Pirate Party Leader Loz Kaye speaks to Features Editor Sam Dumitriu about surveillance, filters and how the internet can transform politics
Hi Loz, now it seems like the Pirate Party biggest issues would be national but you actually do a lot of local campaigning right?
I think one of the things we found as a movement that started focused on the Internet, is when you start to engage politically, there are whole ranges of things that need fixing. We’re learning the best of the approaches from the way the Internet functions, the way ideas filter up from crowds and people rather than being imposed from the top.
What are the main reasons to be concerned about surveillance?
Let’s remember the extraordinary extents of mass surveillance that has been revealed by Edward Snowden. He called it the largest ever non-targeted surveillance in history. It’s truly staggering. We’ve seen into the programmes by the NSA and GCHQ who are doing blanket targeting of emails, web visit use, phone calls, photographs, and videos.
In 2012, GCHQ handled something like six-hundred million phone call events – as they call them – just through the fibre optic surveillance program. Perhaps not many people think they’re likely to be picked up and taken off to Guantanamo Bay, but we need to remember that we were promised by this government, and specifically by Nick Clegg, that we would not be subject to blanket surveillance and the so called Snooper’s Charter. We now know that we’ve been misled.
It is important because it’s an attitude of the government and the surveillance communities towards us. It turns us all from citizens into suspects and is all about how information gets connected up together. We’ve already seen there are attempts to infiltrate and target people based on their beliefs. It has a really chilling effect on the desire of people to get involved in politics, when at the same time politicians are bemoaning the lack of democratic participation.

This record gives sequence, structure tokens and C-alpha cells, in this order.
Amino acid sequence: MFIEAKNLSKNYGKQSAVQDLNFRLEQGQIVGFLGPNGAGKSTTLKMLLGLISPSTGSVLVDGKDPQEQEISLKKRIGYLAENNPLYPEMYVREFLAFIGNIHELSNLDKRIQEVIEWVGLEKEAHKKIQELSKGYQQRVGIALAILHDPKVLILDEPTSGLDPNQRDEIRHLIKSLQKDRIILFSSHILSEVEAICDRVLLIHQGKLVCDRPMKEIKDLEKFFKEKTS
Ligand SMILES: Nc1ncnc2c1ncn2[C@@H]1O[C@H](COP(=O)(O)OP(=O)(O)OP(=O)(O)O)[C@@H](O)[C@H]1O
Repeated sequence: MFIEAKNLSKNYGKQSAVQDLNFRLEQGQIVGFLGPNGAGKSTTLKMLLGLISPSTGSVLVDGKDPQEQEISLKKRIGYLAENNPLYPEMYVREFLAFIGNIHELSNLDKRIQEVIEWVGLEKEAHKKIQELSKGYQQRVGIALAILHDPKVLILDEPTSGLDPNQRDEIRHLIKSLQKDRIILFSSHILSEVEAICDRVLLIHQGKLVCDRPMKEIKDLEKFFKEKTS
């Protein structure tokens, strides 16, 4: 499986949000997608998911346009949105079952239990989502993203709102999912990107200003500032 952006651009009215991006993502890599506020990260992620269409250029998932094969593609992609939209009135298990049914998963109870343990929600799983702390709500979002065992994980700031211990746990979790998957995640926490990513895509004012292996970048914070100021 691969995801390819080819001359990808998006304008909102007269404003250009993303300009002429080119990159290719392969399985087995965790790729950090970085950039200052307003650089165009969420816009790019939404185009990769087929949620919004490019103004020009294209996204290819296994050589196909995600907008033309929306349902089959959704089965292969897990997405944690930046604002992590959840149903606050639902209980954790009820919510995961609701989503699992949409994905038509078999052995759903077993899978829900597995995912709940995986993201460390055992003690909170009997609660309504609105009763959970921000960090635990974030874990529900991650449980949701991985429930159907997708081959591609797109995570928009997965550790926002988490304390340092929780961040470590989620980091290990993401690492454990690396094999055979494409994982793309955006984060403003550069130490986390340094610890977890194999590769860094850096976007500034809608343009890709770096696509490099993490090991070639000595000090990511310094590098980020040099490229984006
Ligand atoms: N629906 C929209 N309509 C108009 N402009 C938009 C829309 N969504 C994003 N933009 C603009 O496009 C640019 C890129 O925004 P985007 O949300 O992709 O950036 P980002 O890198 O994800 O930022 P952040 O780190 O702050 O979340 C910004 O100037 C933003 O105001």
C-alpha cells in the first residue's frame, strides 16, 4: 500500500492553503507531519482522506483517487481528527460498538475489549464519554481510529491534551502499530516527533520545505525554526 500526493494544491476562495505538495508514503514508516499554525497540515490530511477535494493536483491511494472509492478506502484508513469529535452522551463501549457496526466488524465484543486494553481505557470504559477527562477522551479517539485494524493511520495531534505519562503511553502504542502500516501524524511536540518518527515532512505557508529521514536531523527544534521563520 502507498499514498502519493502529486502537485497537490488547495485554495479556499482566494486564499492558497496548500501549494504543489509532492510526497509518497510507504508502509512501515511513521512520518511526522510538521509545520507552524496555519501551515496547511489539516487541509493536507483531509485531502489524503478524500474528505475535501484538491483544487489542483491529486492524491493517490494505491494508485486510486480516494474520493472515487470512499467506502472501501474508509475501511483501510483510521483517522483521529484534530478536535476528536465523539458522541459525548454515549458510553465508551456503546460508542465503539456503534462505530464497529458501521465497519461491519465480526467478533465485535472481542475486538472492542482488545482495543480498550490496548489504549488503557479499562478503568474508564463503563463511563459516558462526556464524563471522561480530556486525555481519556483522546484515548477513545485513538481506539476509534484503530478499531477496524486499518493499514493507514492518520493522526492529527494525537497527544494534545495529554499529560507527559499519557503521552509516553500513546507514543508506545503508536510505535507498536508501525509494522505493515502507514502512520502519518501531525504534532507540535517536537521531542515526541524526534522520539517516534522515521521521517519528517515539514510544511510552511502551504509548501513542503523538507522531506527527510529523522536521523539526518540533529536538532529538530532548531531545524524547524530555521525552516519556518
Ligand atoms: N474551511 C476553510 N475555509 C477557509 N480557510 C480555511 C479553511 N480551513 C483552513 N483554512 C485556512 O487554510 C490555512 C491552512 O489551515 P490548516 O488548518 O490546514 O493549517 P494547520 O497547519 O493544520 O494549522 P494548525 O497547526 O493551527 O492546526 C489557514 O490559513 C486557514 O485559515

It’s about how we can all be targeted simply because what we do sends up certain flags.
What software are we able to use to protect ourselves?
There are two things we should be doing: one, there is no excuse not to start to protect your own communications, especially if you’re interested in politics in any way. You should consider encrypting your email. People are holding “crypto parties” now to share information about how to protect your communication.
You can also download an app called RedPhone that can protect your phone calls.
I’m not so paranoid to think that anyone is out to get me but it’s just basic common sense.
The other thing we should be doing is putting political pressure on. Cameron has claimed that Snowden’s revelations haven’t made that much of any impact in the United Kingdom but 60,000 people have signed a Pirate Party petition for a full and proper inquiry into Prism and protection of whistle blowers.
Just because our politicians failed to hold the security services to account, doesn’t mean those of us outside of the Westminster bubble aren’t interested, but you have to let your MP know you’re concerned about these issues because one of the things they love to say is that that nobody cares and no one contacted us.
Would you say this is not considered an issue by the major parties?
It’s considered an issue in the wrong way. Particularly for the Conservative and Labour parties who haven’t missed any opportunities to push for further blanket surveillance.
I thought it was disgraceful that in the wake of the Woolwich attack that previous home secretaries were pushing for the communications database, the snoopers charter, which was a cynical and frankly vile response to an individual tragedy.